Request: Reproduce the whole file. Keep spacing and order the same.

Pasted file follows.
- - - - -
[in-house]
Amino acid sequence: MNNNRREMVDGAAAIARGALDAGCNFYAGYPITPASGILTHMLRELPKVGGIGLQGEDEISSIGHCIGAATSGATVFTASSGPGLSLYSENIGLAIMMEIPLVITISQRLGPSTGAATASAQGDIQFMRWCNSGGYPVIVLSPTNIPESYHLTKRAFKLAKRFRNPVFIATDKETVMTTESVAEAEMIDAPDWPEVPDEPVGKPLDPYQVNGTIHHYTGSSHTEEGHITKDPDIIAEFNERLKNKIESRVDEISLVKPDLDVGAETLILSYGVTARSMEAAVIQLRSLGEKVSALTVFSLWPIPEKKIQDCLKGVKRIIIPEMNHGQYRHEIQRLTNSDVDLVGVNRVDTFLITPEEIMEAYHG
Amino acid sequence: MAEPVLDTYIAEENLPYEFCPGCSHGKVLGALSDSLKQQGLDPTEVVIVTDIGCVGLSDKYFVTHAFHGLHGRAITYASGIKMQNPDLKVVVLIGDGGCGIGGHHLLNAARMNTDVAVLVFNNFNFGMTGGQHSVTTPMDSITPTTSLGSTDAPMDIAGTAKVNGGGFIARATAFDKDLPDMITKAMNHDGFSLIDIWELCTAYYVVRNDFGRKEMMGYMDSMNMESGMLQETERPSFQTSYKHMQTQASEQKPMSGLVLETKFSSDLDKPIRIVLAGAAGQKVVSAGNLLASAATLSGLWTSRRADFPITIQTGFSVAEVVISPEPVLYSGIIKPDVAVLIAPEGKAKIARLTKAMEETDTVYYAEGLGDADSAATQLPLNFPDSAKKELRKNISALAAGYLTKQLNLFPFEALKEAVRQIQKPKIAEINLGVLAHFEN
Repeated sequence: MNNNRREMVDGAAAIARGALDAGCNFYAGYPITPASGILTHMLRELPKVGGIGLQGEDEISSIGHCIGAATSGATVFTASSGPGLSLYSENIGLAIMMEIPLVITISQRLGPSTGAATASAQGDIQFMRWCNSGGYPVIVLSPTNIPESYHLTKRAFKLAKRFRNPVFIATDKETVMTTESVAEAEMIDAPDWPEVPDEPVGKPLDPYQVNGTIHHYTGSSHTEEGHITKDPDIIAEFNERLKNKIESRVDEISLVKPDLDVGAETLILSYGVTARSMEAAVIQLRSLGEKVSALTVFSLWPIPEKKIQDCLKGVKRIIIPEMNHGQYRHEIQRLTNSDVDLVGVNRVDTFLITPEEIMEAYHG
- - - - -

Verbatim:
[in-house]
Amino acid sequence: MNNNRREMVDGAAAIARGALDAGCNFYAGYPITPASGILTHMLRELPKVGGIGLQGEDEISSIGHCIGAATSGATVFTASSGPGLSLYSENIGLAIMMEIPLVITISQRLGPSTGAATASAQGDIQFMRWCNSGGYPVIVLSPTNIPESYHLTKRAFKLAKRFRNPVFIATDKETVMTTESVAEAEMIDAPDWPEVPDEPVGKPLDPYQVNGTIHHYTGSSHTEEGHITKDPDIIAEFNERLKNKIESRVDEISLVKPDLDVGAETLILSYGVTARSMEAAVIQLRSLGEKVSALTVFSLWPIPEKKIQDCLKGVKRIIIPEMNHGQYRHEIQRLTNSDVDLVGVNRVDTFLITPEEIMEAYHG
Amino acid sequence: MAEPVLDTYIAEENLPYEFCPGCSHGKVLGALSDSLKQQGLDPTEVVIVTDIGCVGLSDKYFVTHAFHGLHGRAITYASGIKMQNPDLKVVVLIGDGGCGIGGHHLLNAARMNTDVAVLVFNNFNFGMTGGQHSVTTPMDSITPTTSLGSTDAPMDIAGTAKVNGGGFIARATAFDKDLPDMITKAMNHDGFSLIDIWELCTAYYVVRNDFGRKEMMGYMDSMNMESGMLQETERPSFQTSYKHMQTQASEQKPMSGLVLETKFSSDLDKPIRIVLAGAAGQKVVSAGNLLASAATLSGLWTSRRADFPITIQTGFSVAEVVISPEPVLYSGIIKPDVAVLIAPEGKAKIARLTKAMEETDTVYYAEGLGDADSAATQLPLNFPDSAKKELRKNISALAAGYLTKQLNLFPFEALKEAVRQIQKPKIAEINLGVLAHFEN
Repeated sequence: MNNNRREMVDGAAAIARGALDAGCNFYAGYPITPASGILTHMLRELPKVGGIGLQGEDEISSIGHCIGAATSGATVFTASSGPGLSLYSENIGLAIMMEIPLVITISQRLGPSTGAATASAQGDIQFMRWCNSGGYPVIVLSPTNIPESYHLTKRAFKLAKRFRNPVFIATDKETVMTTESVAEAEMIDAPDWPEVPDEPVGKPLDPYQVNGTIHHYTGSSHTEEGHITKDPDIIAEFNERLKNKIESRVDEISLVKPDLDVGAETLILSYGVTARSMEAAVIQLRSLGEKVSALTVFSLWPIPEKKIQDCLKGVKRIIIPEMNHGQYRHEIQRLTNSDVDLVGVNRVDTFLITPEEIMEAYHG